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Top tips and current promotions

A well-priced New Zealand Sauvignon and a fruity but solid Montepulciano are this week's top supermarket buys. Scroll down and you'll also find the usual round-up of offers and promotions, plus details of a limited-run sommelier text service from Tesco.

2020 The Ned Sauvignon Blanc (£7.50 at Asda )

Few people exact a more diverse flavour range from New Zealand’s Waihopai Valley vines than Brent Marris at The Ned and this great price Sauvignon sits at least a couple of rungs up the Marlborough quality ladder.

Fragrant and rounded, it is centred around bold, green apple and tangerine flavours enlivened by firm tangerine acidity and a long, leafy finish that provides citrus peel and lemongrass depth.

2019 La Piuma Montepulciano d'Abruzzo (£5.99 – instead of £7.99 until 6 April – at Waitrose)

Not be confused with Vino Nobile de Montepulciano (which relates to a place and is Sangiovese centred), this guy employs actual Montepulciano grapes.

Its medium-bodied plum and bramble flavours are supplemented by baking spice and dark chocolate influenced nuttiness, good acidity and firm tannin. The discount is valid at Waitrose until tomorrow.

Current promotions

At Tesco

As well as the Buy 6 and save 25% offer which ends tomorrow (6 April), Tesco has launched a new promotion which is expected to run until 19 April. This discounted red represents particularly good value:

At Asda

The Spring promotion continues at Asda this week and, until the end of today, runs alongside the Buy 6 and save 25% offer. My highlight from the promotion is this award-winning white:

At Morrisons

Don't forget, current offers at Morrisons end tomorrow. This one stood out to me as good value:

At Waitrose

The current promotion at Waitrose also finishes tomorrow. Look out for this one if you're shopping before the offer ends:

At other retailers

The current promotion at Sainsbury's continues this week (ending on 13 April). Offers at Majestic, M&S and the Co-op all end in the next day or two.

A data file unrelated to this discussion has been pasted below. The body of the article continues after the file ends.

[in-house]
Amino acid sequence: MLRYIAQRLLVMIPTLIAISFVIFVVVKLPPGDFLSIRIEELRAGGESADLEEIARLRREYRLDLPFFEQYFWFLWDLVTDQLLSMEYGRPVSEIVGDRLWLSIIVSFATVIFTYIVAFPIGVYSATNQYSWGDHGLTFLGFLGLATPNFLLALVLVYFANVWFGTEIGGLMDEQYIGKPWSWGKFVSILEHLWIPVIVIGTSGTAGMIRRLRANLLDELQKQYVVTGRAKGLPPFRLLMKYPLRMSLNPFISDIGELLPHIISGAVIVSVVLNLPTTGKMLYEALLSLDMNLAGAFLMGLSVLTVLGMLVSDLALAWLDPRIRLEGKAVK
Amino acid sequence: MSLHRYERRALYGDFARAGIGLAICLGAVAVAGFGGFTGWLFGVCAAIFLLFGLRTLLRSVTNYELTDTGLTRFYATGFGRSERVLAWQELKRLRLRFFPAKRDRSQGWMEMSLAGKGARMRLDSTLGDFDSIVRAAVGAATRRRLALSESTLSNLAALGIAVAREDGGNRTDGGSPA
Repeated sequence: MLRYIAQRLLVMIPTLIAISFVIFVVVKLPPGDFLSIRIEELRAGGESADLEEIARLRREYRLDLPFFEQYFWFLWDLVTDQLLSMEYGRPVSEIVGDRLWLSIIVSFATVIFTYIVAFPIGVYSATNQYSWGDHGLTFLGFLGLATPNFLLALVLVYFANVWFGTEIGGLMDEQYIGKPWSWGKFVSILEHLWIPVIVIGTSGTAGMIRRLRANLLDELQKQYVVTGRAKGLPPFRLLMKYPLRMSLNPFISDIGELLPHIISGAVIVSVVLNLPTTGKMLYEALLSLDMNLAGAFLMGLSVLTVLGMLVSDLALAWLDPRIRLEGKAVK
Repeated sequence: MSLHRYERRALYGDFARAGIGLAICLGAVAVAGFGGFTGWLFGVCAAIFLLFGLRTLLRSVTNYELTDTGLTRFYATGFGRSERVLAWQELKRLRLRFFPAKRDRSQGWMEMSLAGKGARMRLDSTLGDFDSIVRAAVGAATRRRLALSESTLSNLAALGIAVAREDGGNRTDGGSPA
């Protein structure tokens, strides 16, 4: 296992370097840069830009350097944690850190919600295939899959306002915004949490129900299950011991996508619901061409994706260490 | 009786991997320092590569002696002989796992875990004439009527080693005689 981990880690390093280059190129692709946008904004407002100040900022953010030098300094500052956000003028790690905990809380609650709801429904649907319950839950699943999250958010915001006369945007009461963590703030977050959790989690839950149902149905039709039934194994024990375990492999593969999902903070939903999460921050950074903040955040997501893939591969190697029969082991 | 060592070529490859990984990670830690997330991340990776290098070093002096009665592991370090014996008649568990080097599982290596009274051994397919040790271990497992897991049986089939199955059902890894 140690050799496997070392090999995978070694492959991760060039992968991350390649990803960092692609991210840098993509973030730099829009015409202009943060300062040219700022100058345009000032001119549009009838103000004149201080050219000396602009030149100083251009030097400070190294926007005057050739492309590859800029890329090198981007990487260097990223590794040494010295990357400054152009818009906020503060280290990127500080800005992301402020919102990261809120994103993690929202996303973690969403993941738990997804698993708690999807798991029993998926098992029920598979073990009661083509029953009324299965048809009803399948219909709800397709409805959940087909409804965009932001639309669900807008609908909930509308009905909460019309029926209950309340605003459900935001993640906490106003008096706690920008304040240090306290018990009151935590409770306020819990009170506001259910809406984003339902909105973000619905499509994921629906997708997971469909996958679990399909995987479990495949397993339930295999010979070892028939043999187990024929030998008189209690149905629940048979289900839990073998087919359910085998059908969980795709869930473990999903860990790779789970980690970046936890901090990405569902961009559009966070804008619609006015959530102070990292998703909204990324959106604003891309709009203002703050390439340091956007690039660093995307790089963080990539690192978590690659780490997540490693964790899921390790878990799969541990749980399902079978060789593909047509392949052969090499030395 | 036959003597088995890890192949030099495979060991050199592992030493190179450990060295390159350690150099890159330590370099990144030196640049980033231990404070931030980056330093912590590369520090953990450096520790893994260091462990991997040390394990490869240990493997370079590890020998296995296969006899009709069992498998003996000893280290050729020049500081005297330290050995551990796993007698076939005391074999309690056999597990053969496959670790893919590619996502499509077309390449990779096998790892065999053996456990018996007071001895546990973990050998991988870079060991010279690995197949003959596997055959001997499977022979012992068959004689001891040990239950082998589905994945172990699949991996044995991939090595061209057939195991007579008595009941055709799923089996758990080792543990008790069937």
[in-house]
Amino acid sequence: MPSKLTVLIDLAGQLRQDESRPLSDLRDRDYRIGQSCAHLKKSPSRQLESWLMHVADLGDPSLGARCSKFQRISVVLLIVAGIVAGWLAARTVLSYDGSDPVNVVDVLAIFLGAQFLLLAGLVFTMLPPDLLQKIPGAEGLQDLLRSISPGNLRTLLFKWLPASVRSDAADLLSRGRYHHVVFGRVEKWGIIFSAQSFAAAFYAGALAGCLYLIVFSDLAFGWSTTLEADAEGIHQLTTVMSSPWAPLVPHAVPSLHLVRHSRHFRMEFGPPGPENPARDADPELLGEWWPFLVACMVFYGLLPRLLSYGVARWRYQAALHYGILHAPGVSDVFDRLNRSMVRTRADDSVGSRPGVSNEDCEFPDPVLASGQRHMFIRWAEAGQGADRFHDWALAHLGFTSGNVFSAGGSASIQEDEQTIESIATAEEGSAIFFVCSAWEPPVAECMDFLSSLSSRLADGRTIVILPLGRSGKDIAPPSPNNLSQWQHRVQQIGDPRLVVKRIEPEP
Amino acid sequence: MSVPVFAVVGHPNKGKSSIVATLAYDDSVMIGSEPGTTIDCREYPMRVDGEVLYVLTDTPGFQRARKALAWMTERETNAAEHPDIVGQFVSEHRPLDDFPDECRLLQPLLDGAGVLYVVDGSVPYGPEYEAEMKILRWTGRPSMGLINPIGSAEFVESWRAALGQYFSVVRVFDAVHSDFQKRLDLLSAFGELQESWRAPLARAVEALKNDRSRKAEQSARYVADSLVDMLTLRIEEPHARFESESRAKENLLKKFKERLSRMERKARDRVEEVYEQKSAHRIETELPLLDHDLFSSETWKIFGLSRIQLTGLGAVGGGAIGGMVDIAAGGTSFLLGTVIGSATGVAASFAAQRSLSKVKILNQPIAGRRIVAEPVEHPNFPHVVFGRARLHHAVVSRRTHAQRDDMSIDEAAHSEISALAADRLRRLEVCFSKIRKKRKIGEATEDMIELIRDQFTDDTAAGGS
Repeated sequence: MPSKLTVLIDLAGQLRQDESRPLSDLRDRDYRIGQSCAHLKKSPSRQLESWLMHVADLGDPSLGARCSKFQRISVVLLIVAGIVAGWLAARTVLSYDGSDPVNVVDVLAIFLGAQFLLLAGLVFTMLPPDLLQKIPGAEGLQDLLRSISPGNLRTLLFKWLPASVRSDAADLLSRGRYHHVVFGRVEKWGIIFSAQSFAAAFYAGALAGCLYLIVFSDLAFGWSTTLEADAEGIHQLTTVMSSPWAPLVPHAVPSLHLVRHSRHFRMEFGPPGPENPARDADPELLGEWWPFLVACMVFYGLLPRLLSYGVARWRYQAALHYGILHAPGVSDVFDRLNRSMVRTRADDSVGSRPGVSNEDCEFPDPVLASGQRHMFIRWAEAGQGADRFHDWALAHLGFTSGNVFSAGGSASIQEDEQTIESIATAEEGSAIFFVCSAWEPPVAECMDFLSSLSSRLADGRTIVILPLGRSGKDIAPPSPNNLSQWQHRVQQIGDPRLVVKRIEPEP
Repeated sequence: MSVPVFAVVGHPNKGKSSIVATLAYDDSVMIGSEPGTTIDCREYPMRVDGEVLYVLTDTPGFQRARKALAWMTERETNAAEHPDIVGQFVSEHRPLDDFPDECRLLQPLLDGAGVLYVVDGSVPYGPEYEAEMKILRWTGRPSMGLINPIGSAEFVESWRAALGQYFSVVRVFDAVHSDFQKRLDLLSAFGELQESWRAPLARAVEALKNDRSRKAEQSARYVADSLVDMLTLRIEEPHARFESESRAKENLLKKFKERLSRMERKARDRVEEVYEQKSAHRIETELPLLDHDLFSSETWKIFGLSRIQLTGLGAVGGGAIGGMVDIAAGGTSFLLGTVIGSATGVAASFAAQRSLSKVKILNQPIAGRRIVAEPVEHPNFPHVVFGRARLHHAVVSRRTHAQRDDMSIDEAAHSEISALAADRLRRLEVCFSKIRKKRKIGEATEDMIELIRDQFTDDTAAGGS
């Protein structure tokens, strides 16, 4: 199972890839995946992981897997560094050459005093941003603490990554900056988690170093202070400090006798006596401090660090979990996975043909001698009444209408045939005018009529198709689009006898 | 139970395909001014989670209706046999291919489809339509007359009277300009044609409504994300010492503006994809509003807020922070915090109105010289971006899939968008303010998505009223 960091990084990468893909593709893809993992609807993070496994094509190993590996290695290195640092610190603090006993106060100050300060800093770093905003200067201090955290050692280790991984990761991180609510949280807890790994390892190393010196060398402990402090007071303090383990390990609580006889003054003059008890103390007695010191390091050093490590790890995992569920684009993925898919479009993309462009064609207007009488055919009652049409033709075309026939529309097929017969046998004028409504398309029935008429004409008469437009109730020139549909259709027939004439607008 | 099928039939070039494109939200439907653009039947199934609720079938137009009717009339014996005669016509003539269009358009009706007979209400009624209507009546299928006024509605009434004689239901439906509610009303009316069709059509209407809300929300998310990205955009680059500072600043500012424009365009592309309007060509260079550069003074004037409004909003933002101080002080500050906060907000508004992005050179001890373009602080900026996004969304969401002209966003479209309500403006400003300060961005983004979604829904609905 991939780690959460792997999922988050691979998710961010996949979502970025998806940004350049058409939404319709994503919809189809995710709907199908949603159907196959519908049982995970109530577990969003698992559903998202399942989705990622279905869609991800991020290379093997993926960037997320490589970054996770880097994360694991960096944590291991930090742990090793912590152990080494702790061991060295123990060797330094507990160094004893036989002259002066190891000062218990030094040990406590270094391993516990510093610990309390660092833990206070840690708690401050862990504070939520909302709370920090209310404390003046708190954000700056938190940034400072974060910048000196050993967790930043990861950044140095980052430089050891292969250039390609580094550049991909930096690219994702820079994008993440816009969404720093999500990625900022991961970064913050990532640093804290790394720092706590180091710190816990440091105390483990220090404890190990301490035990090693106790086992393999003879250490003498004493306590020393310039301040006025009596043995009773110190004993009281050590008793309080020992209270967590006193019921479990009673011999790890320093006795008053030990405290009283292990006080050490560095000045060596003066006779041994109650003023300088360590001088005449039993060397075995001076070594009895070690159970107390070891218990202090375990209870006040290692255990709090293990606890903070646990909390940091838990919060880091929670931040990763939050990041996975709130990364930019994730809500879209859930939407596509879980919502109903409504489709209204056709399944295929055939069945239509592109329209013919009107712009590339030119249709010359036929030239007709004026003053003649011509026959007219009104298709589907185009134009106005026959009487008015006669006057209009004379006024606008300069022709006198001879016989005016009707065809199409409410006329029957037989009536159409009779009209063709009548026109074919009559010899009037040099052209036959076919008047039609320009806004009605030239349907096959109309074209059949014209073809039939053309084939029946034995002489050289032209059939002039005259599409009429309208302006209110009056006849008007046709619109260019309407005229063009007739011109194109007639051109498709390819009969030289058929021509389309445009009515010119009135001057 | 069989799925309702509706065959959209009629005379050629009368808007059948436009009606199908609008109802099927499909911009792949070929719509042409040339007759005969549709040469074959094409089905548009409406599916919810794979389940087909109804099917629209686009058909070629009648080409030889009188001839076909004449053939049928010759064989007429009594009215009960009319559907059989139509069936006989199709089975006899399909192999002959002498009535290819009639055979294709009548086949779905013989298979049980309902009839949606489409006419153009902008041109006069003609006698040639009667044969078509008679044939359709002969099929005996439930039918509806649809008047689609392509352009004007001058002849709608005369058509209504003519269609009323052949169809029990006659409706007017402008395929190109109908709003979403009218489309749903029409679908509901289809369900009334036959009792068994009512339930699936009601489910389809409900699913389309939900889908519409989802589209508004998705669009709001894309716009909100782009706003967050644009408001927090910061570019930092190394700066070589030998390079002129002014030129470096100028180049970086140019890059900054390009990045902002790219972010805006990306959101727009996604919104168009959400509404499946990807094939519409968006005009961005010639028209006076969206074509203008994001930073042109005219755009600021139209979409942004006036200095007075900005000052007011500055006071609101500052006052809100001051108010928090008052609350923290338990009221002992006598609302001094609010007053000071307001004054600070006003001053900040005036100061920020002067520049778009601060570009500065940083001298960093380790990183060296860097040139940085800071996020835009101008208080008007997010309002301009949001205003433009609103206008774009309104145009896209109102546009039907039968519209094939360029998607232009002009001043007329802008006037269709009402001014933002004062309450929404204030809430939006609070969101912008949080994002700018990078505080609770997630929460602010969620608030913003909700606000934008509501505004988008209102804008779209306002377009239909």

Tesco wine tips by text

Until 16 April, Tesco are offering a text-based sommelier service in aid of Hospitality Action, a charity supporting employees of the hospitality industry.

One of our MidWeek Wines community tried out the service to find a wine match for her Easter meal. After sending her usual wine preferences and meal details (roast pork belly), the restaurant sommeliers that Tesco have onboard came back with the following recommendations:

  • Bellingham The Bernard Series Chenin Blanc
  • Tesco Finest Mosel Steep Slopes Riesling

The verdict? “Although the old vine Chenin Blanc was certainly substantial enough to serve with food, the German Riesling was the winner.

The gentle acidity cut through the fat of the pork belly and the delicate orchard fruit was a perfect match for the accompanying apple sauce. At £7 a bottle, it was a good buy”.

I (Brian) also had a go, by requesting a wine under £8 for slow cooked beef and one under £15 for that tricky food partner, asparagus.

The resulting suggestion of Trivento Reserve Malbec and Porta 6 Lisboa for the beef seemed great options but it was the asparagus choices that were the most interesting.

Tesco Finest Chenin Blanc and Miraval Studio Rosé were not the Sauvignon Blanc or Gruner Veltliner, say, that I was expecting but do have clear logic

I shall certainly try out the liaison the next time that asparagus features prominently on our menu.

To try this service for yourself, text “WINE” to 82228 between 12pm – 7pm each day, answer a few questions about your wine preference and what you're cooking and they will send back some tailored wine recommendations.

Our “Pick of the Clicks” feature is back on Thursday highlighting good buys from the major online wine merchants.


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Comments

2 Comments

Richard Wheeler

Brian, You must be working hard to find all of these great wines at great prices from so many different supermarkets. Bravo!

Brian Elliott

Thank you Richard, “Bravo’s” are always appreciated. In truth, getting wine of an acceptable quality at everyday prices is becoming increasingly difficult. Unless the supermarket’s response to the re-opening of the hospitality industry changes things, we may have to get used to slightly higher prices.


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